Story from Indianapolis 341 Hearing

Posted By : admin
Category : Bankruptcy
28 - Apr - 2015

It gets difficult to come up for new and interesting ideas about Indianapolis bankruptcy.  Sometimes, the best inspiration comes from real life.  This morning I was in the Southern District of Indiana Federal Court building for a 341 hearing with one of my clients when I got the inspiration for this blog.

The 341 meeting of creditors is a hearing that every person who files Chapter 7 or Chapter 13 bankruptcy must attend.  The hearings take place in the federal court building in downtown Indianapolis in 3 different hearing rooms.  There are 5 or 6 hearings set for every half hour.  The trustee calls up one case at a time and the other debtors and their attorneys wait for their case to be called.  Often, when a debtor is in front of the trustee, there are many people watching the trustee question them.

Today, I was sitting with a client waiting for our Chapter 7 bankruptcy hearing to be called and I observed one hearing in particular that I thought would make a good blog posting.  Specifically, there was a couple who had filed bankruptcy.  The day before the hearing their attorney had amended their Schedule I (income) because when the petition was filed it listed their pay as semi-monthly instead of bi-weekly.  The result of this amendment was that the income showing when their petition was filed was much lower than their actual income.  At the same time the attorney filed an amended Schedule J (expenses).

The trustee reviewed these changes and noticed that when the debtors filed their original petition they listed many of their expenses much lower and then increased their expenses after the petition was changed to reflect their actual income.  For example, their heating expense increased from $100.00 per month to almost $400.00 per month.  Their cell phone bill increased from $100.00 to almost $300.00 per month.  These are expenses that typically do not fluctuate and let the trustee to ask the debtors why their expenses had increased….and whether their expenses had just increased because the income reported on their bankruptcy petition had increased.  The debtors testified that the higher expenses were their actual expenses and that they didn’t know why the original petition showed the lower expenses.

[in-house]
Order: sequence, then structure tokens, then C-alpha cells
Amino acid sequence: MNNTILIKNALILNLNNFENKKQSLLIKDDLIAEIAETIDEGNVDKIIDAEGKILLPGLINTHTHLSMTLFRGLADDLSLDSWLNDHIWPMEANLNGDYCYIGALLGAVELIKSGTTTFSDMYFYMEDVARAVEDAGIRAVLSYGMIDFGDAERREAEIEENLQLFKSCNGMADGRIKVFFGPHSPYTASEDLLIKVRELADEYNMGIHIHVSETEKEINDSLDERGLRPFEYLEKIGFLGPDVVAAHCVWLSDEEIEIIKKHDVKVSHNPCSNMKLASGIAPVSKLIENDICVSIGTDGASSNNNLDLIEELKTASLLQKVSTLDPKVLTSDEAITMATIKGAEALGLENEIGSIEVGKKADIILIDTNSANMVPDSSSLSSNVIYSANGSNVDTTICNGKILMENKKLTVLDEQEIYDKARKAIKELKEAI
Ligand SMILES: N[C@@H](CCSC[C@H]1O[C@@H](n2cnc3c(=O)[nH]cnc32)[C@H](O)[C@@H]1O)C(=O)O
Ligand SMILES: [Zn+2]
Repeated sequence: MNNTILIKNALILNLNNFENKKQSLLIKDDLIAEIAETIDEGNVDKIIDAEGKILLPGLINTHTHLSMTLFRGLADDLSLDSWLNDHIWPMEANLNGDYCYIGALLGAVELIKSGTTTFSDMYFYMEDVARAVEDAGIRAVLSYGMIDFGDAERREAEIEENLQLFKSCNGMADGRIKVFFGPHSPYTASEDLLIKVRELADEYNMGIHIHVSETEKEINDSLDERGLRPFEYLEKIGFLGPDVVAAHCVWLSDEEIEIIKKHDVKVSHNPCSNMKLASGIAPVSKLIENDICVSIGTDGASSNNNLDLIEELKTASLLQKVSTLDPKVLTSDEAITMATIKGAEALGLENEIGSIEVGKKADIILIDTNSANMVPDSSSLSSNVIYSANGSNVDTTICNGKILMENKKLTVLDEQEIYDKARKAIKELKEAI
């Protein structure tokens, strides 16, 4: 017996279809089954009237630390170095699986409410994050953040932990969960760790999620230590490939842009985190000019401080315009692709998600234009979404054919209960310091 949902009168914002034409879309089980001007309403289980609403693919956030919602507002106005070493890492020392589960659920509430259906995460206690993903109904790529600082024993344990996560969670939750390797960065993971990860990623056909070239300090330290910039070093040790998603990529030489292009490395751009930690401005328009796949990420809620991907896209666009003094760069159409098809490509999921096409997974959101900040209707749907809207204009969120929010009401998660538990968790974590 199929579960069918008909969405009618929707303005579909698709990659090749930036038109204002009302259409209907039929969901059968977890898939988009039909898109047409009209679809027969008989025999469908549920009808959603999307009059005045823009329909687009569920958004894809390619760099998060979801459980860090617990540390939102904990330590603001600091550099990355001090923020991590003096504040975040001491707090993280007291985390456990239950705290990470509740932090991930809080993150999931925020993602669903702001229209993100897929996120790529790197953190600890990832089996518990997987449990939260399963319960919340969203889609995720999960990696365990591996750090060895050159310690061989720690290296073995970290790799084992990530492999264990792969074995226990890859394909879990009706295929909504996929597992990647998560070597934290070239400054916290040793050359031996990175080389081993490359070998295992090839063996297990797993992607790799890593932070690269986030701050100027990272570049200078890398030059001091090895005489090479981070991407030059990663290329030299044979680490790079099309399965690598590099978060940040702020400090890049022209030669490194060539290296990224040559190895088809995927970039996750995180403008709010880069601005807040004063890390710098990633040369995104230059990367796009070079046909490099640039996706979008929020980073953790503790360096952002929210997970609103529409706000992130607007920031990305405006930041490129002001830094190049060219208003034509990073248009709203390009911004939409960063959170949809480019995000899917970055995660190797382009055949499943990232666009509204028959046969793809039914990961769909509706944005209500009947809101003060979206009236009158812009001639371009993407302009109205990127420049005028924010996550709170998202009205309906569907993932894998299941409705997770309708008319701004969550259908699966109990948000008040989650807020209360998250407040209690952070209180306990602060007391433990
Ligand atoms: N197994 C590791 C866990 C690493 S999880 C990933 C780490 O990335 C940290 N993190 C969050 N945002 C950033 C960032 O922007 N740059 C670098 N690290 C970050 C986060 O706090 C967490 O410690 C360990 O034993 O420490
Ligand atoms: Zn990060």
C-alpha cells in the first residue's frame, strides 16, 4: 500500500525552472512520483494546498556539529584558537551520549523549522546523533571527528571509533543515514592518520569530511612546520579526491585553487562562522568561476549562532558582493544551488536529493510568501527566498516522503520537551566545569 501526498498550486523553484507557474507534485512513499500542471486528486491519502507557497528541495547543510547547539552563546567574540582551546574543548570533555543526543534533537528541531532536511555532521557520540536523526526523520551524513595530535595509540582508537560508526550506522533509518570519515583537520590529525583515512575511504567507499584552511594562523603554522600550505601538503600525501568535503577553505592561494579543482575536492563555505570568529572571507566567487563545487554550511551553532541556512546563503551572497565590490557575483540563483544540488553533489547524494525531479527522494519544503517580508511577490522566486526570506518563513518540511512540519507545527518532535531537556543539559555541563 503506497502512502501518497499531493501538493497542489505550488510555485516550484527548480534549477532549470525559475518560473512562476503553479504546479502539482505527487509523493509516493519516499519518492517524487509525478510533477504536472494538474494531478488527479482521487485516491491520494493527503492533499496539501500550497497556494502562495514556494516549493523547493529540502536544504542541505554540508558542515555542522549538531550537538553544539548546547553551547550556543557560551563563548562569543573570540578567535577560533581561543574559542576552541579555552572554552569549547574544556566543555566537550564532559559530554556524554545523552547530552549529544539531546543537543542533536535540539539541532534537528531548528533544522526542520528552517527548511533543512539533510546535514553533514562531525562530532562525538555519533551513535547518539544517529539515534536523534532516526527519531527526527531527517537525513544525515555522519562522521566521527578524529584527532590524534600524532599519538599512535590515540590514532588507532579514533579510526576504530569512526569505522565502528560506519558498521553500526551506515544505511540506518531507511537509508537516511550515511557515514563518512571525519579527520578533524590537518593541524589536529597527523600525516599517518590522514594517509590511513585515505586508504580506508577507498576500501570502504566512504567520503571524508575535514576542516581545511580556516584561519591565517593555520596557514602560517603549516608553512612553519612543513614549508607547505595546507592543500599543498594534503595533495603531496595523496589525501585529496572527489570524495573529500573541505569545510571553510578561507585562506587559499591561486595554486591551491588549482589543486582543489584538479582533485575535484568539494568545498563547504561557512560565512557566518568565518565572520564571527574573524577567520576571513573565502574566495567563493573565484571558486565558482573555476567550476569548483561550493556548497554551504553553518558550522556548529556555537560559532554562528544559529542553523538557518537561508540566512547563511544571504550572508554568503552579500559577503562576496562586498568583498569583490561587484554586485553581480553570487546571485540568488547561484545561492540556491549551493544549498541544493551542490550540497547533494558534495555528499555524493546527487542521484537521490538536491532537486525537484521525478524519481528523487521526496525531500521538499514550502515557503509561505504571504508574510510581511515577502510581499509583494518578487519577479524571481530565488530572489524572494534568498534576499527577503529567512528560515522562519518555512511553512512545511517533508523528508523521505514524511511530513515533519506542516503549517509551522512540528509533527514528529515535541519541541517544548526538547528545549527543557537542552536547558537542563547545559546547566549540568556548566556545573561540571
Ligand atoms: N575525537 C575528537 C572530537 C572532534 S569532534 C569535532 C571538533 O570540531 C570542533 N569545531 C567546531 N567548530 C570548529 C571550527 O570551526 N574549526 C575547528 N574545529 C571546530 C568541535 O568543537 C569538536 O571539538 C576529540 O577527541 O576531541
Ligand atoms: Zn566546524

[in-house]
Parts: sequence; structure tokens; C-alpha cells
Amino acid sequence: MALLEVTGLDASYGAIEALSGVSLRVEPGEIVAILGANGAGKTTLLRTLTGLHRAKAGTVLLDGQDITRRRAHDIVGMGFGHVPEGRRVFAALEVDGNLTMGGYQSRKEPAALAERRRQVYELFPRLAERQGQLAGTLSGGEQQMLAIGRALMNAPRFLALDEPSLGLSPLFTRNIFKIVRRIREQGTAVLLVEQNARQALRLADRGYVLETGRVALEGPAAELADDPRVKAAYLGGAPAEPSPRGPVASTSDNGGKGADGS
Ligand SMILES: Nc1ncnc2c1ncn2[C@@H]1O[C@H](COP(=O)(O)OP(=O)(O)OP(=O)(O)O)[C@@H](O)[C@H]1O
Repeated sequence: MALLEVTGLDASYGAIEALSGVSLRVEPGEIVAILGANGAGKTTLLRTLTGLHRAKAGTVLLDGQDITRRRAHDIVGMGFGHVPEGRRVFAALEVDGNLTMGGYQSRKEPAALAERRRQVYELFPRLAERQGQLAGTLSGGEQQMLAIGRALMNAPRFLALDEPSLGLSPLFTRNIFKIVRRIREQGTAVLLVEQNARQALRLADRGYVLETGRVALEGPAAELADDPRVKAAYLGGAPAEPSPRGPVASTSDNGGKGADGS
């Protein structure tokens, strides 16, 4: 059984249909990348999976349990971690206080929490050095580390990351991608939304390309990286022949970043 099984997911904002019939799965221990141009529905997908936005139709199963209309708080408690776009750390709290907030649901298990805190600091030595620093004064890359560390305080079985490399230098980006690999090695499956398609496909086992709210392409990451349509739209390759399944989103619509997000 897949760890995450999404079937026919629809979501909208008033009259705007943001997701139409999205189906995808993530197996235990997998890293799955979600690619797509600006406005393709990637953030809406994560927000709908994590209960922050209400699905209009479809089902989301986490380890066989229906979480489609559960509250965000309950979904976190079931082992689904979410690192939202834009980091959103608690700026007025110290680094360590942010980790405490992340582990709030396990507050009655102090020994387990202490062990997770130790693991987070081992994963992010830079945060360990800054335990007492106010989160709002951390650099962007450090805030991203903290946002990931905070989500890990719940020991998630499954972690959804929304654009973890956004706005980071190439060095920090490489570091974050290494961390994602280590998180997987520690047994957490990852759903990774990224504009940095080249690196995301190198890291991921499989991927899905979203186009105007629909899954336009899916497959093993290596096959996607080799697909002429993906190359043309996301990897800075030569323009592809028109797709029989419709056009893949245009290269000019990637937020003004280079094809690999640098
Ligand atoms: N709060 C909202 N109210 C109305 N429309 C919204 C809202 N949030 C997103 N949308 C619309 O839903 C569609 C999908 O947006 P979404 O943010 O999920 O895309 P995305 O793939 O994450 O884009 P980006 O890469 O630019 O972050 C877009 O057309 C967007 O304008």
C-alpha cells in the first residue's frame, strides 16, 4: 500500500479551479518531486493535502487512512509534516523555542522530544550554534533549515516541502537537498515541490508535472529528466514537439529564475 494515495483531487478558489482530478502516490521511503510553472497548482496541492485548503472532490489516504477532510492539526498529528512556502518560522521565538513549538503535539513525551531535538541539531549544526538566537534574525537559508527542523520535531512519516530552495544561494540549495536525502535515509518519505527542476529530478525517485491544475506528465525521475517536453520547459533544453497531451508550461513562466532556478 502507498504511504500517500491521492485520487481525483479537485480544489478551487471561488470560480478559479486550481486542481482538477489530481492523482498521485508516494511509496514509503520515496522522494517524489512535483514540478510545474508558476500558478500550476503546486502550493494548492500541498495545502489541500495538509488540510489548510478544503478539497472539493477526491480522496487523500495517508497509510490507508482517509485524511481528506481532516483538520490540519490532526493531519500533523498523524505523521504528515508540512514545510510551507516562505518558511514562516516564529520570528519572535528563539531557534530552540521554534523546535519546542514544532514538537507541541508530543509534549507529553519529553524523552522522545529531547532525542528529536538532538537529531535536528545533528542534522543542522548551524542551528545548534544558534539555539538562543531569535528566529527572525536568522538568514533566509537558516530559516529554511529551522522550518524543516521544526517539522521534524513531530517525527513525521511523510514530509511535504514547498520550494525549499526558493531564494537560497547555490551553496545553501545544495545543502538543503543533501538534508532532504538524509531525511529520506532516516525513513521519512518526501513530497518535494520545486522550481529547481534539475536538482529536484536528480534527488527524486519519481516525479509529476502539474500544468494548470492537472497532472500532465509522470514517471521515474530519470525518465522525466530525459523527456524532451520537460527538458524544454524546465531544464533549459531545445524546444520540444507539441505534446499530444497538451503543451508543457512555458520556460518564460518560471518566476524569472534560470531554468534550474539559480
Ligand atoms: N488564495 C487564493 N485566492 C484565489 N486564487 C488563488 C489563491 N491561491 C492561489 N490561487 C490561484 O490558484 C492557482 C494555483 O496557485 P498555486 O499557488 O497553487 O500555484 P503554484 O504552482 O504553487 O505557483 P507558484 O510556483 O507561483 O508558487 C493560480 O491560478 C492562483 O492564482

Understandably, the trustee was at a loss.  She then asked the debtors whether they had read the bankruptcy petition prior to filing it. They said that they had and she was even more at a loss.  My personal guess, from my experience as a bankruptcy attorney, that the Chapter 7 trustee believed that the debtors hadn’t read their bankruptcy petition when it was filed.

Needless to say, filing bankruptcy can be a stressful decision and the last thing that most people want on top of it is the trustee taking an extra long time to question them due to confusion regarding their bankruptcy petition.  It is very important for the people who file bankruptcy to carefully review their petitions to make sure that they are accurate when they are filed because the petitions are being filed under the penalties of perjury.  In addition, the trustee is going to question you regarding the petition and debtor prefer that their hearing go smoothly and that they avoid the bumpy ride of the debtors I saw this morning.

It is important to work with your attorney to make sure that you have a complete and correct bankruptcy petition.  I can say that personally I don’t want any of my clients to have a difficult 341 hearing and I strive to make sure that the petitions are correct, that I have prepared my client regarding what to expect at the 341 and have provided the trustee all of the information necessary so that the hearing goes a smoothly as possible.

**Halcomb Singler, LLP, is a debt relief agency. It helps people file for bankruptcy under the bankruptcy code. No attorney-client relationship with the firm of Halcomb Singler, LLP, is created through this blog. Also, please note that Erika Singler is an attorney licensed in Indiana and does not seek to practice law in any jurisdiction in which they are not properly authorized to do so. The information contained in this blog is general in nature and should not be relied upon for the circumstances of any individual(s) or businesses.